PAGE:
Hiking is more than just a pastime in South Korea—it’s a way of life.
In a country where mountains make up about 70 percent of the total land area, it should be no surprise that hiking is one of the top choices for recreation. In fact, according to the recent findings from a survey by Gallup Korea, hiking is the most popular pastime in South Korea among natives 13 years and older, beating out other pastimes such as listening to music, exercising, and playing video games. Out of the 1,700 respondents, 14 percent revealed that hiking was their favorite hobby.
It’s not that hard to see the appeal. If you love adventure, communing with nature, taking in beautiful mountain scenery, and getting some good exercise, hiking lets you do those things—all at the same time.
Tips to remember before going your first hike in South Korea:
- Dress in proper mountaineering apparel. – Koreans take hiking very seriously, which is why they always make sure to wear proper attire on hikes—even when tackling the tamest trails. Wearing proper clothes is a necessity, so much so that you’ll even find a number of hiking apparel stores at the foot of some of the mountains so that you can be prepared with the right clothes before going on your hike.
- Bring water and food. – Obviously, you’re going to get hungry and thirsty during the hike. But it’s also important to note that Koreans love to eat and share food (even with strangers) during these hikes, so bring some good eats with you for sharing!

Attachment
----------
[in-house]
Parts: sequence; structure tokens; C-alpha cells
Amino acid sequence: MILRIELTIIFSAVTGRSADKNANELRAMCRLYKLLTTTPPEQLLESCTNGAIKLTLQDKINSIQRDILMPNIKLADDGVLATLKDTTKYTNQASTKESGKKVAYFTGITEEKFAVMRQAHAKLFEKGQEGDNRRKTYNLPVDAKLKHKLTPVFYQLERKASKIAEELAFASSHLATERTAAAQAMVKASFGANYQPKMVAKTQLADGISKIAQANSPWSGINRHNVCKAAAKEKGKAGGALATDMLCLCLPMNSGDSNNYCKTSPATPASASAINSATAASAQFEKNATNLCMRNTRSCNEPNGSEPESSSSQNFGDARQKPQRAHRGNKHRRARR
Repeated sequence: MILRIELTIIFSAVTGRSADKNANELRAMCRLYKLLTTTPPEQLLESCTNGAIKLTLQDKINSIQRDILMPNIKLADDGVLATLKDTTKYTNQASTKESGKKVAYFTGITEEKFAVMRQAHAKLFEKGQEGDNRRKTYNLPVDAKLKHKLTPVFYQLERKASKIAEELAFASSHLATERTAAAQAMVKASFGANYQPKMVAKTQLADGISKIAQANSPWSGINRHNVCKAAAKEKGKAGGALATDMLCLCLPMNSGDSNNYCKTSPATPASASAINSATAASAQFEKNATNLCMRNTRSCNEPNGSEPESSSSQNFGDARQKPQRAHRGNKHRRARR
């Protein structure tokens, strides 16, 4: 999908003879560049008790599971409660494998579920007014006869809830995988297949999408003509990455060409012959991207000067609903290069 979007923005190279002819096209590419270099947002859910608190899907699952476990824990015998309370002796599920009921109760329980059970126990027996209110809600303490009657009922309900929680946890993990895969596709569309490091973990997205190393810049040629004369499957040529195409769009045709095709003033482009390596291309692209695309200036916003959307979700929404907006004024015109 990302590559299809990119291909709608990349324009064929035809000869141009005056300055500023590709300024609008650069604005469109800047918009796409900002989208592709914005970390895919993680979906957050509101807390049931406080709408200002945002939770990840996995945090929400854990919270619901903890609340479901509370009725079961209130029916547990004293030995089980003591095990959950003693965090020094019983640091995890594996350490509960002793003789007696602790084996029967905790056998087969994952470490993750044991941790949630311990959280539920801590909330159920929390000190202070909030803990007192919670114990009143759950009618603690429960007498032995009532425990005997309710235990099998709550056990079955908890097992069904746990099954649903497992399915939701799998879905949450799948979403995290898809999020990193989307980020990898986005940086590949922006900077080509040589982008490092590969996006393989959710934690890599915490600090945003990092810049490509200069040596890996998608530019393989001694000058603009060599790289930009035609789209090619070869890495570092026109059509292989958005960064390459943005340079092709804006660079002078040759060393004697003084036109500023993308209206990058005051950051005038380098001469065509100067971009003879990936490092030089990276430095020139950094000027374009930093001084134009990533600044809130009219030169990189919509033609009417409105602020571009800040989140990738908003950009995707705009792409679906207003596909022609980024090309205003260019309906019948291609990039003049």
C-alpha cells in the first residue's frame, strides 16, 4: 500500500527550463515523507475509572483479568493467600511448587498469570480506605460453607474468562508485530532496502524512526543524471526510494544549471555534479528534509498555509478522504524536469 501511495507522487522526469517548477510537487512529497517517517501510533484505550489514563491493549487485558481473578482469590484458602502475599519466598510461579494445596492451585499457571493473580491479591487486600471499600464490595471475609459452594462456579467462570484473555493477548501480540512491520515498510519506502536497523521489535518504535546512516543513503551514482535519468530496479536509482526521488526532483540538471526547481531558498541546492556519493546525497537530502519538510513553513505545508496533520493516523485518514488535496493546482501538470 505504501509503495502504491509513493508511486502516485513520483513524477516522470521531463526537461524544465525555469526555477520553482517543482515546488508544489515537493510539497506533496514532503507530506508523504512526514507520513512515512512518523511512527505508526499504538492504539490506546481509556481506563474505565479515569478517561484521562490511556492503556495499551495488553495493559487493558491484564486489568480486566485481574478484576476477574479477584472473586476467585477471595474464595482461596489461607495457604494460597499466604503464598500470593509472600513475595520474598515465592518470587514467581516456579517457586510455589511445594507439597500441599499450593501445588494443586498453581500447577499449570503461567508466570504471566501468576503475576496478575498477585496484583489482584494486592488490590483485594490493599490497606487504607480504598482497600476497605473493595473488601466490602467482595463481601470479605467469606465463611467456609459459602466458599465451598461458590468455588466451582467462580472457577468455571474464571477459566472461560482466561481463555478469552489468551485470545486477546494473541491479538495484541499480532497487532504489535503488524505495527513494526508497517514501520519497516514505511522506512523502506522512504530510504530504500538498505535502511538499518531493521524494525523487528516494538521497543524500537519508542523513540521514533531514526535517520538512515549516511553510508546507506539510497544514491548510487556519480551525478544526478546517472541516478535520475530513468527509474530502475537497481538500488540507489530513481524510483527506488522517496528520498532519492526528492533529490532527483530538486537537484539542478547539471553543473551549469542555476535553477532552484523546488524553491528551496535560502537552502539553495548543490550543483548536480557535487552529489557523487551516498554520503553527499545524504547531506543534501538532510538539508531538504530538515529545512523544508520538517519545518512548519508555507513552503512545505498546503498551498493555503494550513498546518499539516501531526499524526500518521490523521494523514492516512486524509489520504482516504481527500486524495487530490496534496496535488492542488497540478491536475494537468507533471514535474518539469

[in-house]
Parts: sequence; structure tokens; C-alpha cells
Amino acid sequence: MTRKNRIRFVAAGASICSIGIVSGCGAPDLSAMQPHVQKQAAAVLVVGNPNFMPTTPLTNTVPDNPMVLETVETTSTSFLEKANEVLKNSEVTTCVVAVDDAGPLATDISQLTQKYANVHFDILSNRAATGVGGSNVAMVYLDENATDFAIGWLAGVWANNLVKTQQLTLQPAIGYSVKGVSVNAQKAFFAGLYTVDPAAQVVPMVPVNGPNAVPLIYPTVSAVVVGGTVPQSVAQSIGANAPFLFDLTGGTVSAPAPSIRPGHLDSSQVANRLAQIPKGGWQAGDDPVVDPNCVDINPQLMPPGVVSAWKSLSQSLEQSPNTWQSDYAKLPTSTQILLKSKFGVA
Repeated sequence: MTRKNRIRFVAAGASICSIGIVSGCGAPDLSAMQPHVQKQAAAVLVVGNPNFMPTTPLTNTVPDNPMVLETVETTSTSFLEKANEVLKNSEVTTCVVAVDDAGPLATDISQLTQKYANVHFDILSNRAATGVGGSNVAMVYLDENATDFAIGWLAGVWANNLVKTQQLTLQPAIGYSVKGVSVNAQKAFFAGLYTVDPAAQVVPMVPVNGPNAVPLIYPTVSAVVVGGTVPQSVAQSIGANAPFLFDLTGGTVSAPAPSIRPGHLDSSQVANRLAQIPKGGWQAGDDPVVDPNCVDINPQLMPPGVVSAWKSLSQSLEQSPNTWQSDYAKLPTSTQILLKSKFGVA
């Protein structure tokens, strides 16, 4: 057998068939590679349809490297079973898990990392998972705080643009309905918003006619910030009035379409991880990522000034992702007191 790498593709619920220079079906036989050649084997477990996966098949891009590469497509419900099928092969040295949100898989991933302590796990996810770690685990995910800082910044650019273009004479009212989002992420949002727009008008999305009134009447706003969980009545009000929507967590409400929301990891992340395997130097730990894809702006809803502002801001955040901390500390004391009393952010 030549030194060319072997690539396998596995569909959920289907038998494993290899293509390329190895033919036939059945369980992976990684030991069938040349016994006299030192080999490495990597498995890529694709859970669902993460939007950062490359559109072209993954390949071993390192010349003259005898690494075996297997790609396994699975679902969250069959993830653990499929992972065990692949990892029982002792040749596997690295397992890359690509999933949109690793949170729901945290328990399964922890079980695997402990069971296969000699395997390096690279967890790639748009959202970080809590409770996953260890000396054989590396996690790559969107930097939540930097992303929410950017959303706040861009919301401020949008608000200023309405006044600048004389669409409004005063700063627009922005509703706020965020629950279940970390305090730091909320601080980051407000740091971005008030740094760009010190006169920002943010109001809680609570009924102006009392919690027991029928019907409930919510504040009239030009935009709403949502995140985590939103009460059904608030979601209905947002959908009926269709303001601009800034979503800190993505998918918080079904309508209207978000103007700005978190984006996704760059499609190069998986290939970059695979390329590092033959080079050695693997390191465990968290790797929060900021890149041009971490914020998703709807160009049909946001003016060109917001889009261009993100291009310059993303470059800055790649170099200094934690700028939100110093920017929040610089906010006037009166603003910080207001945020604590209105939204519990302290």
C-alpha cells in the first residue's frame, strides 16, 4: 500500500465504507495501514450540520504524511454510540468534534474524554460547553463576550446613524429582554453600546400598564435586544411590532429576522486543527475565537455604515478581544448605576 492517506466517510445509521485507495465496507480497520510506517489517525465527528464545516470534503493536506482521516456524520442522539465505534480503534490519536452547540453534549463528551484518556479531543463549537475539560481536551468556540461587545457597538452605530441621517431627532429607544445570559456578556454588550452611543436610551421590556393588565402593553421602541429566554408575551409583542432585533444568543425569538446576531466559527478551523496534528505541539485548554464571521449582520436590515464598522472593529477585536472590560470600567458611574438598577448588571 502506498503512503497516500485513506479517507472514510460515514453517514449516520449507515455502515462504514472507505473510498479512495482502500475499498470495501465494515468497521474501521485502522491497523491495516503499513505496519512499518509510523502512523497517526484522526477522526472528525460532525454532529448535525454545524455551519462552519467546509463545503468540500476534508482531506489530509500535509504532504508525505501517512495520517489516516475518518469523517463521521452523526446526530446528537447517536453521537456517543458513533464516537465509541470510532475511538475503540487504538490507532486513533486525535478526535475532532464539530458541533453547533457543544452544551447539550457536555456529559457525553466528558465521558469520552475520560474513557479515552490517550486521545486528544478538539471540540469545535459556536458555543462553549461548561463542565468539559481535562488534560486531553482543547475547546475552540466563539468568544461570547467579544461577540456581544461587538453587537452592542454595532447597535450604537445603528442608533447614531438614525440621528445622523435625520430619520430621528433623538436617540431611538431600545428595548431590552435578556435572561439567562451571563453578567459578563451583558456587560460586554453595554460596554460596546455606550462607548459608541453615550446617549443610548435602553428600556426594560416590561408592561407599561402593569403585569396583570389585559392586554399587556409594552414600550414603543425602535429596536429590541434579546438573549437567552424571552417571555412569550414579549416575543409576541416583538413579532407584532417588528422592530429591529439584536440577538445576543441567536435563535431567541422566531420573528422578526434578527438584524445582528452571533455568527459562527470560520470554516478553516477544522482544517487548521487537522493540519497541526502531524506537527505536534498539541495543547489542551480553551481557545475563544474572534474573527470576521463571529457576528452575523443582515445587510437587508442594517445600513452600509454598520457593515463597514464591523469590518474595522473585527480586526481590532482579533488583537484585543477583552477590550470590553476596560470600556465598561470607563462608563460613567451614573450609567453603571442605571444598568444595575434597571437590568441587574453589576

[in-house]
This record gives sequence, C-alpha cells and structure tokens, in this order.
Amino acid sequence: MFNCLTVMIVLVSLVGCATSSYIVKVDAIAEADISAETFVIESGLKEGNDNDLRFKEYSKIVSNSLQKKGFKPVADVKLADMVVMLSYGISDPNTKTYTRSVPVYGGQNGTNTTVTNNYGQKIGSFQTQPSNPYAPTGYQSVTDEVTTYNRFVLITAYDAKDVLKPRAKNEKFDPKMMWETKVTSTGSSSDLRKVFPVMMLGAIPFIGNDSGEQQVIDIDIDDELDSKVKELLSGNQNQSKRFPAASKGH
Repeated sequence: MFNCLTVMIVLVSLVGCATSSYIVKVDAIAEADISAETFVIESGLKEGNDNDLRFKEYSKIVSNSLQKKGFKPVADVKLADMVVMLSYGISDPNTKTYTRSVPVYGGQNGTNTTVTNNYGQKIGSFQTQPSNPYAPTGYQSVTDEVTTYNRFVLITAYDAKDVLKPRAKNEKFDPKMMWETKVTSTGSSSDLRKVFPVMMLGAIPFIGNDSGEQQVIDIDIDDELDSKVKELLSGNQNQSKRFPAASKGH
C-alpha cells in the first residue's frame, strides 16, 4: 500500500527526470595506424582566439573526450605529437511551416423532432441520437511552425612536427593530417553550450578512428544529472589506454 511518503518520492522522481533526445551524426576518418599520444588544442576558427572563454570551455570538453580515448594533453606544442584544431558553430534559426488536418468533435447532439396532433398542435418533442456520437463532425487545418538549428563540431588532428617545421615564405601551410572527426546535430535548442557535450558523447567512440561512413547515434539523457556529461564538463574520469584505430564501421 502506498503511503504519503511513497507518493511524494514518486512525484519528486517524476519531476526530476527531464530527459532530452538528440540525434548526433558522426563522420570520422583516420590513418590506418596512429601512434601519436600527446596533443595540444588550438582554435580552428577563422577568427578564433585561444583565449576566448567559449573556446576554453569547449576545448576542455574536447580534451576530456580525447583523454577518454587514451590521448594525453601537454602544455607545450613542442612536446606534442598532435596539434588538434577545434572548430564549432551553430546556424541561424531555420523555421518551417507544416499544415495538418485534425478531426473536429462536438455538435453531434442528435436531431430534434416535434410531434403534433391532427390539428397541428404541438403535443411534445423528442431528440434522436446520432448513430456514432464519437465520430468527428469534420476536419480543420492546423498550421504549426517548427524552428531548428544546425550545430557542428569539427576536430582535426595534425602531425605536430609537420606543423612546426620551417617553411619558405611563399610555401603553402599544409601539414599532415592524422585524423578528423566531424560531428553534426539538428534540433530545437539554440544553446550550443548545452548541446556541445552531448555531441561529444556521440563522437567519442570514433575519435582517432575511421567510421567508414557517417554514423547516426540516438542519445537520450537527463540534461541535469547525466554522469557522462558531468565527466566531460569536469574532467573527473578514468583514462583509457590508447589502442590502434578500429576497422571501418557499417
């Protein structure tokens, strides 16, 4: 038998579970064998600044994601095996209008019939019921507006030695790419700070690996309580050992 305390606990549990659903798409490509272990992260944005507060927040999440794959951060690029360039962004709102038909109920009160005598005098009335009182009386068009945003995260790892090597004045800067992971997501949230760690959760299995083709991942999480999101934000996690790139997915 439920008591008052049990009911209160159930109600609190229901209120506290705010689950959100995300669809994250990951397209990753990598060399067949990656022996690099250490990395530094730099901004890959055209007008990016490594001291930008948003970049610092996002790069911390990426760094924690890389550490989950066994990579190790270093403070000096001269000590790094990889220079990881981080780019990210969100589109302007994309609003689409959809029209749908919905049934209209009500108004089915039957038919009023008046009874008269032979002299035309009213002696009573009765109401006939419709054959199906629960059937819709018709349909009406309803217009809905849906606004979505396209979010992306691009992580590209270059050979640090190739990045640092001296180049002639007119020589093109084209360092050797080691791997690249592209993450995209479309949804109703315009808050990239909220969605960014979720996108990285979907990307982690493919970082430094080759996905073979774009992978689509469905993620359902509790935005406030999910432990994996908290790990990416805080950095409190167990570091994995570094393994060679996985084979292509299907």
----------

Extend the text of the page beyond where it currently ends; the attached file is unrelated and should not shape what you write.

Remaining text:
- Bring a lightweight and durable camera. – You’re going to see a lot of beautiful scenery, so bring a camera along to capture the stunning sights. Unless you’re fine with lugging a heavy DSLR camera throughout the entire hike, it’s best to bring a lightweight and compact travel camera that won’t weigh you down but can still take high-quality images.
- Bring enough cash. – You won’t find a lot of ATMs on the trail, so bring enough cash to last you throughout the entire trail.
- Learn some basic Korean. – Be prepared for any situation (or for interesting trail conversations) by learning the language. Learning a few basic Korean words will certainly be helpful during a long hike.
Here are five of the most scenic hiking trails in South Korea:
Being the second highest mountain in the country, Jirisan is home to countless hiking trails with various landmarks and attractions. It attracts over 280,000 visitors from all over the world every year and is particularly sought after during summer and fall.
A hike up this 1,915-meter-high mountain can last from about half a day to an entire 5-day trip, and there are many trails to choose from. There’s one for any type of hiker, from beginners to the more advanced or ambitious mountaineers.
Jirisan is part of the Sobaek mountain range and spans three provinces: North Joella, South Jeolla, and South Gyeongsang. With its vast and varied landscape, this magnificent mountain is without a doubt one of the largest and most photogenic mountains you’ll ever come across in South Korea—so make sure to bring a DSLR camera or any instant cameras that can take really great pictures, as Jirisan’s beauty is sure to inspire your inner photographer.